In 2011, junior Vontaze Burfict’s time in an ASU uniform couldn’t end soon enough.
During his final season in Tempe, the tempestuous linebacker was expected to anchor the Sun Devils defense, but instead the native of Corona, Calif. made far more headlines off the field than on it.
Burfict finished his junior campaign with 69 total tackles, seven tackles for a loss and five sacks, but heading into the 2012 NFL Draft he was labeled as a locker room cancer because of numerous run-ins he had with former teammates and coaches.
While there was no denying Burfict had first-round talent on the field, his work ethic (ran a rather slow 4.93 and 5.10 40-yard dash at the Combine), questionable passion for the game (failed a pre-draft drug test) and volatile nature scared every general manager in the league last April, as the 2010 Sporting News All-American went undrafted.
Although character concerns kept the linebacker from hearing his name called by Roger Goodell, owner Mike Brown and head coach Marvin Lewis of the Cincinnati Bengals took a flyer on the mercurial linebacker and signed him less than a week after the draft.
All Burfict has done since is prove his doubters wrong, while rewarding the Bengals’ faith in his on-field abilities.
Most importantly, he’s been a model teammate in Cincinnati.
In 16 regular season games, Burfict ranked third among rookies in tackles (129). The two players in front of him, Luke Kuechly (Panthers) and Bobby Wagner (Seahawks), were each taken in the first two rounds of the draft.
As John McTigue of ESPN Stats & Information noted Thursday, Burfict’s impact on the Bengals defense has been unmatched in 2012. The former ASU star led Cincinnati in tackles during his rookie season, despite playing in 134 less snaps then fellow linebacker Rey Mauluga.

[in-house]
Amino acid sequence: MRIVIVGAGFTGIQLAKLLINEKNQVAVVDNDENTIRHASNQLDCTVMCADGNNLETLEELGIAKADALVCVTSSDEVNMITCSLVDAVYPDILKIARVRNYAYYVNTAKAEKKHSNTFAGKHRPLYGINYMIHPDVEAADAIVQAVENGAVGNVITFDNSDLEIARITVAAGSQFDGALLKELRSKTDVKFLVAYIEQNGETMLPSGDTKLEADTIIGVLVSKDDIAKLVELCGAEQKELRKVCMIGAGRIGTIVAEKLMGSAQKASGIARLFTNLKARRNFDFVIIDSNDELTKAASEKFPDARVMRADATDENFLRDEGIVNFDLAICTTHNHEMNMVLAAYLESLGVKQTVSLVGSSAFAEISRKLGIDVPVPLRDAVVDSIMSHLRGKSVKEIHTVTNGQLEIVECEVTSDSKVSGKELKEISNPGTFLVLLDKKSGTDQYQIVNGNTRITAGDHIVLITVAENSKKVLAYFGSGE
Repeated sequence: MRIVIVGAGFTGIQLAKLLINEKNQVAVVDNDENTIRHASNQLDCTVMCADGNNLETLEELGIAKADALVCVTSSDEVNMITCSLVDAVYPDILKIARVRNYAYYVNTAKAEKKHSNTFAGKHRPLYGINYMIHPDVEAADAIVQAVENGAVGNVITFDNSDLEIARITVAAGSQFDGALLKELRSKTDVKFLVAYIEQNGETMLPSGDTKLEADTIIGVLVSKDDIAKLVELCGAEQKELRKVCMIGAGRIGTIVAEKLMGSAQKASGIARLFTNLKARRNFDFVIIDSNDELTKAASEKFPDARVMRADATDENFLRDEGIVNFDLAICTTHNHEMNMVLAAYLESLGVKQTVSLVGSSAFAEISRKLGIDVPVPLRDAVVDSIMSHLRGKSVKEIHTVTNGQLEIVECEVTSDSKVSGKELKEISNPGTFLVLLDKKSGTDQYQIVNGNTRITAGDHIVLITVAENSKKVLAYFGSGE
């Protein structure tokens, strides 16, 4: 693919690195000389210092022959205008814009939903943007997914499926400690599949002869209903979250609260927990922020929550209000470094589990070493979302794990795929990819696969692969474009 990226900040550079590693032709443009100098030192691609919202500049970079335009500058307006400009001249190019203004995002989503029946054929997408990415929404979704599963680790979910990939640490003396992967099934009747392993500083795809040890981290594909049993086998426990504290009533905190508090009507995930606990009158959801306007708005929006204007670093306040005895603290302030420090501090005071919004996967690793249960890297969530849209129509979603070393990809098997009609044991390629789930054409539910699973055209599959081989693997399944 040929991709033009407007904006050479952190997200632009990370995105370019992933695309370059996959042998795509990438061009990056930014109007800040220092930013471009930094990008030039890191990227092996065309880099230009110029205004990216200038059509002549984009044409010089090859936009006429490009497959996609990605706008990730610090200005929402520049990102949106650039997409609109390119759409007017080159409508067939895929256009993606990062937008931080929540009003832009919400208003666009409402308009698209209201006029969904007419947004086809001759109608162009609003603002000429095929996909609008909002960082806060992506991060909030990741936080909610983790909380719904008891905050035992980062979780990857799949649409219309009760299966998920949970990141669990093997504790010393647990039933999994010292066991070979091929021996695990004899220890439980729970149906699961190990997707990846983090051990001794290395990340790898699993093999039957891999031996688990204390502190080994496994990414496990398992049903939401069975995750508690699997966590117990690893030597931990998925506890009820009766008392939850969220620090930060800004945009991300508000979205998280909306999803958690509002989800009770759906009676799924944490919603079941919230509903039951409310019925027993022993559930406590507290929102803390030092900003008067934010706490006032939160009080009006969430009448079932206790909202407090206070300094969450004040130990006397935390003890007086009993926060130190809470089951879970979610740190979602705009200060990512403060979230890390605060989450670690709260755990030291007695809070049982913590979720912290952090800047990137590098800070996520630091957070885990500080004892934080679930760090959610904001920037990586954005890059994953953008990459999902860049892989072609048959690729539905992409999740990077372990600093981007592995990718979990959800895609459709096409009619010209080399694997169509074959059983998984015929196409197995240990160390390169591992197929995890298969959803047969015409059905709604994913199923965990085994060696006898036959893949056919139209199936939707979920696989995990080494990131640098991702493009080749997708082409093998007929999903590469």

In addition, Burfict led the Bengals in tackles for a loss (7.5) and recorded the second-most single-game tackles (18 in Week 17 against the Baltimore Ravens) by any player in the league this season.
Burfict’s presence on field made a notable difference for the Bengals this season. When Burfict was on field, the Bengals defense allowed 2.4 yards fewer per play compared to when he was off the field.
How big of an impact was that? There were 230 players this season who were on field for at least 500 plays and off the field for 100-or-more plays. In that sample, no player’s team took a bigger hit when going off field than the Bengals did with Burfict.
For his efforts, Burfict has started every game since Week 3, and will have a chance to add to that streak Saturday when the Bengals travel to Houston in a rematch of last year’s AFC Wild Card contest.